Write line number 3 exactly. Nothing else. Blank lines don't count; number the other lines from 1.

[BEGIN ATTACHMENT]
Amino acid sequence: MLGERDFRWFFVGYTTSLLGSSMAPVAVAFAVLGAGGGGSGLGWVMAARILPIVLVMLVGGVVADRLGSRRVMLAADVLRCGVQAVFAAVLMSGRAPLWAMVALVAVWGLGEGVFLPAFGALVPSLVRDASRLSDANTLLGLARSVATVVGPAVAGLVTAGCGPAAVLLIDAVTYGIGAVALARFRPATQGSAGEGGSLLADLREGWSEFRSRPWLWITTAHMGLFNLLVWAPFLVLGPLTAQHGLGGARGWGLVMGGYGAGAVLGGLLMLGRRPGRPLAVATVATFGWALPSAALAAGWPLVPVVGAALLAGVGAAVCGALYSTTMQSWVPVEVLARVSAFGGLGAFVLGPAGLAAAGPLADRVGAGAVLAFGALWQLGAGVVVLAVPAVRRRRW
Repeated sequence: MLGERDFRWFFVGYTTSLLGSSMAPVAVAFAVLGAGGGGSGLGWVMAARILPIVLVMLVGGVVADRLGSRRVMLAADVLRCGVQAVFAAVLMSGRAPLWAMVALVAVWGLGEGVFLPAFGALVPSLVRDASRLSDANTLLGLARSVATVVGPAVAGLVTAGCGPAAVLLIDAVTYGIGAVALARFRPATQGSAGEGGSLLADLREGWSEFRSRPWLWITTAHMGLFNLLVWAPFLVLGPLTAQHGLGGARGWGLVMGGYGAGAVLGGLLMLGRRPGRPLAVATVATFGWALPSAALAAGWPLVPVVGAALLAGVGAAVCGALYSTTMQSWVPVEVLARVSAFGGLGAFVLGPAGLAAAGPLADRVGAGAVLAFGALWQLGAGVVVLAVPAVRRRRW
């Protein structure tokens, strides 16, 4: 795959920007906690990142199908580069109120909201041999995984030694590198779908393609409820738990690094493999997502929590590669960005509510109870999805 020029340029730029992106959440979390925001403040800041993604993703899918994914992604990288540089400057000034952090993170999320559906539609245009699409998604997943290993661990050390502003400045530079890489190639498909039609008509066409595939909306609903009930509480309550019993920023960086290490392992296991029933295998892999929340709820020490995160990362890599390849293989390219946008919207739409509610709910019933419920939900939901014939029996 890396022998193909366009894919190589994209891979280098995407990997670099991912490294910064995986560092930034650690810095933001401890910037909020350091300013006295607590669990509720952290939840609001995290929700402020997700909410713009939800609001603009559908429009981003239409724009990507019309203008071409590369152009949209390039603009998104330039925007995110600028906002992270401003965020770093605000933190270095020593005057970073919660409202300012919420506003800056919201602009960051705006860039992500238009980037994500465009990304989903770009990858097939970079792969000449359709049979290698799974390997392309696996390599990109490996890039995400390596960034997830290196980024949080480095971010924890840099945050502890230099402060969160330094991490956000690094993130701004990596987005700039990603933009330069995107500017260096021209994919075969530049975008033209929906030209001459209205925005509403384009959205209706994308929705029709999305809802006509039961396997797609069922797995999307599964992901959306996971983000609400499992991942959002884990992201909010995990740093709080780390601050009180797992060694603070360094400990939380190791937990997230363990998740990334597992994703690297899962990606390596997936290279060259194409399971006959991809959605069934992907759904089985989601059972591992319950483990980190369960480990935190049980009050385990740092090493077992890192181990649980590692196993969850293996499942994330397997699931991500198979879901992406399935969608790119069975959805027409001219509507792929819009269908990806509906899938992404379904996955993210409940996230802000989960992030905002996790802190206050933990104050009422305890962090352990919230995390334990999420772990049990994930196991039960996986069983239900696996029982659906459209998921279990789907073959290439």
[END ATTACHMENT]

């Protein structure tokens, strides 16, 4: 795959920007906690990142199908580069109120909201041999995984030694590198779908393609409820738990690094493999997502929590590669960005509510109870999805 020029340029730029992106959440979390925001403040800041993604993703899918994914992604990288540089400057000034952090993170999320559906539609245009699409998604997943290993661990050390502003400045530079890489190639498909039609008509066409595939909306609903009930509480309550019993920023960086290490392992296991029933295998892999929340709820020490995160990362890599390849293989390219946008919207739409509610709910019933419920939900939901014939029996 890396022998193909366009894919190589994209891979280098995407990997670099991912490294910064995986560092930034650690810095933001401890910037909020350091300013006295607590669990509720952290939840609001995290929700402020997700909410713009939800609001603009559908429009981003239409724009990507019309203008071409590369152009949209390039603009998104330039925007995110600028906002992270401003965020770093605000933190270095020593005057970073919660409202300012919420506003800056919201602009960051705006860039992500238009980037994500465009990304989903770009990858097939970079792969000449359709049979290698799974390997392309696996390599990109490996890039995400390596960034997830290196980024949080480095971010924890840099945050502890230099402060969160330094991490956000690094993130701004990596987005700039990603933009330069995107500017260096021209994919075969530049975008033209929906030209001459209205925005509403384009959205209706994308929705029709999305809802006509039961396997797609069922797995999307599964992901959306996971983000609400499992991942959002884990992201909010995990740093709080780390601050009180797992060694603070360094400990939380190791937990997230363990998740990334597992994703690297899962990606390596997936290279060259194409399971006959991809959605069934992907759904089985989601059972591992319950483990980190369960480990935190049980009050385990740092090493077992890192181990649980590692196993969850293996499942994330397997699931991500198979879901992406399935969608790119069975959805027409001219509507792929819009269908990806509906899938992404379904996955993210409940996230802000989960992030905002996790802190206050933990104050009422305890962090352990919230995390334990999420772990049990994930196991039960996986069983239900696996029982659906459209998921279990789907073959290439």